TJ Drama performs A Taste of Honey

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Sophomore Jake Gonzalez and seniors Daniel Sainati, Liesl Jaeger and Jordan Goodson perform in "A Taste of Honey."

Yena Seo

Members of Jefferson’s theater department performed their winter play, “A Taste of Honey,” on Feb. 7-8. The play, written by British playwright Shelagh Delaney in 1958, focuses on the life of a teenage working class girl named Jo, and her relationships with her crude mother, her mother’s horrible new boyfriend Peter, her lover Jimmy and her new friend, Geof. The production featured only five cast members on stage, with several students working behind-the-scenes or for the tech departments.

“It was really strange, having such a small cast. It also placed a huge burden on the cast members, because the play had so few characters that there was so much for everyone to memorize,” senior Jordan Goodson said. “But I think, with the cast being so small, as a group we learned how to work together and to trust each other to do our jobs and fix things that went wrong.”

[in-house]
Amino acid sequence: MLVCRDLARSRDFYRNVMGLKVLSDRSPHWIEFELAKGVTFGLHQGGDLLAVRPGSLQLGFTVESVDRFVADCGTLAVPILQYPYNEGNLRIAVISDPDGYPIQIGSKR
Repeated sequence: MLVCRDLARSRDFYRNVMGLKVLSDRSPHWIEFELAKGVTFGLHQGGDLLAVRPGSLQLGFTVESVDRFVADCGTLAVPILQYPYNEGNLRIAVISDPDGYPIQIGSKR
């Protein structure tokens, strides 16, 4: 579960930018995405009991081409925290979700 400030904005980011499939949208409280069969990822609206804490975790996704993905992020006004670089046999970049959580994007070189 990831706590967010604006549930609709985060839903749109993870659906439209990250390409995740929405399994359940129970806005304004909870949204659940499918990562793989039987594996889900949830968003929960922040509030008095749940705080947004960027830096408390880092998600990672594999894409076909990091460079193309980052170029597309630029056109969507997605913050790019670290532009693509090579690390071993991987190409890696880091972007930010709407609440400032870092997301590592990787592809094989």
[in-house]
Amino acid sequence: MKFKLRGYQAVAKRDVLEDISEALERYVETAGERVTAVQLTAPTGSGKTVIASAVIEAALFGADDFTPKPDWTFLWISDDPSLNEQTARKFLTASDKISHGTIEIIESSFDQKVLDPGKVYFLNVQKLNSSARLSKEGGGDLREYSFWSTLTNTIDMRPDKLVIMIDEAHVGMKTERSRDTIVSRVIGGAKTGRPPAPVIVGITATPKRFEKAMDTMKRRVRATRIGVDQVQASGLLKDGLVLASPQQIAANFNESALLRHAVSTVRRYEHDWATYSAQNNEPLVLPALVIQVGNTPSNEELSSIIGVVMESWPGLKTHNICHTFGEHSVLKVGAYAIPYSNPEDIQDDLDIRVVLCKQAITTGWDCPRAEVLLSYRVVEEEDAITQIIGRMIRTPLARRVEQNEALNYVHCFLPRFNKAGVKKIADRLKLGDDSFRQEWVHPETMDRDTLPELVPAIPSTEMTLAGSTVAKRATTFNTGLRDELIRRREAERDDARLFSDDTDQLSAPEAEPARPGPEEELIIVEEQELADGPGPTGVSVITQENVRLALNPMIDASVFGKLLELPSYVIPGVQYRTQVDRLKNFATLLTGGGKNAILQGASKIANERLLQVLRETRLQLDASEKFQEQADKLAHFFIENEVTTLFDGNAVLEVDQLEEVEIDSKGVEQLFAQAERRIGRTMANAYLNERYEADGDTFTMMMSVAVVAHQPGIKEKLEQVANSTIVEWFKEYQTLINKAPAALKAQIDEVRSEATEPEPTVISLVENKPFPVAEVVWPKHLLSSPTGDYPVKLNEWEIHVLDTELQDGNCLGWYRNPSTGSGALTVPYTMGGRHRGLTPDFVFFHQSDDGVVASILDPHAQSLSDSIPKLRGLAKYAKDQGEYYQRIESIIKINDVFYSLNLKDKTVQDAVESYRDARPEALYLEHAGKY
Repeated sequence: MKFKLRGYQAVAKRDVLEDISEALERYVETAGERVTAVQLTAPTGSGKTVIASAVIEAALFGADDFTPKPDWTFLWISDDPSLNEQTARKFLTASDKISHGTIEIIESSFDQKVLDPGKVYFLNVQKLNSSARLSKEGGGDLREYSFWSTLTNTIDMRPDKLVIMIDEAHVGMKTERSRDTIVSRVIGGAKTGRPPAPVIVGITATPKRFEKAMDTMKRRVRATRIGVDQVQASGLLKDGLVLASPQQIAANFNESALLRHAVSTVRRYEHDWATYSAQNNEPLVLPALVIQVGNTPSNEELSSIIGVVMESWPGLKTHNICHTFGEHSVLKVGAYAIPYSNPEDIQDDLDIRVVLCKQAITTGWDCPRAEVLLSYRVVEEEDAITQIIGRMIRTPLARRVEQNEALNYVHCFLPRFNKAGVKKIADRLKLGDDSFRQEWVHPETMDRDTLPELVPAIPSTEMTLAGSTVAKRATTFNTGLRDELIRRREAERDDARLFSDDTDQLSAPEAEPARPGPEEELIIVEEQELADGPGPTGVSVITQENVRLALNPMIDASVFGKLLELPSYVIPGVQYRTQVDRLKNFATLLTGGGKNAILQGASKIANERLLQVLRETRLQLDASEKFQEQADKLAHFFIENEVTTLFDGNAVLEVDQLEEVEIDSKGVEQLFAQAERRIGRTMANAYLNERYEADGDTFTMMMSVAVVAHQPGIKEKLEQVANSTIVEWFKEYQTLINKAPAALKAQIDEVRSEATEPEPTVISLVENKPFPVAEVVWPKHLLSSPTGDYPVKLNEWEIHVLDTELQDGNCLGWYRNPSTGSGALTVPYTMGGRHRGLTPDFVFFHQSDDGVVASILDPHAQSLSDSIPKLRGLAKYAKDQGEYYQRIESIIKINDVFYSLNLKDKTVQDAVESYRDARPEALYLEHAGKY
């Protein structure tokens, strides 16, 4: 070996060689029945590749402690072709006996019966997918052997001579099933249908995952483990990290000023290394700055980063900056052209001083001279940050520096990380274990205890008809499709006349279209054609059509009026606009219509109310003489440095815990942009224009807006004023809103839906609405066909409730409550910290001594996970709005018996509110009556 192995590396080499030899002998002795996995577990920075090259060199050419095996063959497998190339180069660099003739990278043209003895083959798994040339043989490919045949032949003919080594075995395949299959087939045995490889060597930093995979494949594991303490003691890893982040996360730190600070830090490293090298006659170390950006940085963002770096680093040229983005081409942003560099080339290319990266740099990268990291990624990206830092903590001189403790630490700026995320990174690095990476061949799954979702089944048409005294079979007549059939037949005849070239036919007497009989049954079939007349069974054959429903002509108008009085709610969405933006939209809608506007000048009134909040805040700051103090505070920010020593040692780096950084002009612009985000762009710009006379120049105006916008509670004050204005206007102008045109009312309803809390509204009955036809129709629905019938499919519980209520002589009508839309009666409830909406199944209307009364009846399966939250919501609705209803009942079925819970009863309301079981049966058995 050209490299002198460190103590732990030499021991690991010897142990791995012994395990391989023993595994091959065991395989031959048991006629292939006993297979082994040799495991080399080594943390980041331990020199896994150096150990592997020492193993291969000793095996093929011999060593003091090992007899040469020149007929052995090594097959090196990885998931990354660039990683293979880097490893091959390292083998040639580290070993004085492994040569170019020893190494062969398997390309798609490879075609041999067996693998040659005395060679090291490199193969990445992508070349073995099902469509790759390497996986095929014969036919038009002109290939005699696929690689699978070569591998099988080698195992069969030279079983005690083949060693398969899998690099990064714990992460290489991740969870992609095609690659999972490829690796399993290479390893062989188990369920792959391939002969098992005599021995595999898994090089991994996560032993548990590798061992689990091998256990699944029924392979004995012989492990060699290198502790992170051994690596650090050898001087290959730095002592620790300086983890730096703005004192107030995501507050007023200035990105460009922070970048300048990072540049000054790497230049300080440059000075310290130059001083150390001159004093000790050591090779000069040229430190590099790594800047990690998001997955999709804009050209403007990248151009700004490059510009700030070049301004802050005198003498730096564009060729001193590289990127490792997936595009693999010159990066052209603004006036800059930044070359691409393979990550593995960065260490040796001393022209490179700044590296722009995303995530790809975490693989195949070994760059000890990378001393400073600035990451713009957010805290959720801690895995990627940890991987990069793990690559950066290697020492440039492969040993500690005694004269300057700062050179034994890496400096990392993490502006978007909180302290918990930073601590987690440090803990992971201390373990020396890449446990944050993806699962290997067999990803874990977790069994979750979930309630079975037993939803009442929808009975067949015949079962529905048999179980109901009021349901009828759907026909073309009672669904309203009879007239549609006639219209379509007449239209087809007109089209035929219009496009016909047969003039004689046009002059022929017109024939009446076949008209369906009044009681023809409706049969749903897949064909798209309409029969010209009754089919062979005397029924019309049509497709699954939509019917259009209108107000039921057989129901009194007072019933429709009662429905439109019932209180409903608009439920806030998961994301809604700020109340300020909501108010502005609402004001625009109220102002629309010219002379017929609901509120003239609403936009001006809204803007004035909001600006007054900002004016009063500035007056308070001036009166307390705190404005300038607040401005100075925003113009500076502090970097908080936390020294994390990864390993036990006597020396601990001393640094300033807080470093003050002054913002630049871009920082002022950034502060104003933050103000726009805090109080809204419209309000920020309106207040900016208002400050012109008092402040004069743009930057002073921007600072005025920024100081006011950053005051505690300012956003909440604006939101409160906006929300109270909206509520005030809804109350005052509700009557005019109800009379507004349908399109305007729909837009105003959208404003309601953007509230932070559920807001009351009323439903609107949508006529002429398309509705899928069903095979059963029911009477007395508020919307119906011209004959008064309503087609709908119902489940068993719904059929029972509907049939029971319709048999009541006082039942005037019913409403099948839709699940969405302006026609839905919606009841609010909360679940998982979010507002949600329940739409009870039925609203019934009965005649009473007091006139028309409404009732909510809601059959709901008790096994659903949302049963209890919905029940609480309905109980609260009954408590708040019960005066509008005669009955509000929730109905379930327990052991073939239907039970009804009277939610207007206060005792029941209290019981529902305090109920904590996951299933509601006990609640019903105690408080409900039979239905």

Due to the intimate nature of the play and because of the lack of a blackbox theater at Jefferson, director Zach Roberts opted to have audience members seated in rows onstage, with the acting occurring only on a small section of the stage. However, this allowed for the stairs leading up to the catwalk to also be used by senior Anthony Carrington, who played Jimmy.

“The audience experience varied depending on seating location. I saw the show both nights and found the more enjoyable experience to be when I was sitting up front,” junior Gavin Moore said.

The Saturday night performance was designated as the Cappies show for the year, and over 60 students critics from the Cappies program attended the show to write reviews about the performance. The show will be eligible to receive award nominations for the Cappies Gala at the Kennedy Center in June.

“It’s not your typical high school play. There’s very little action; it’s all about the relationships between the characters. It’s intimate and introspective, which might not always capture the attention of the high school audience,” Goodson said. “But acting it was definitely a helpful learning experience because we got to work with heavier, more subtle material then we were used to.”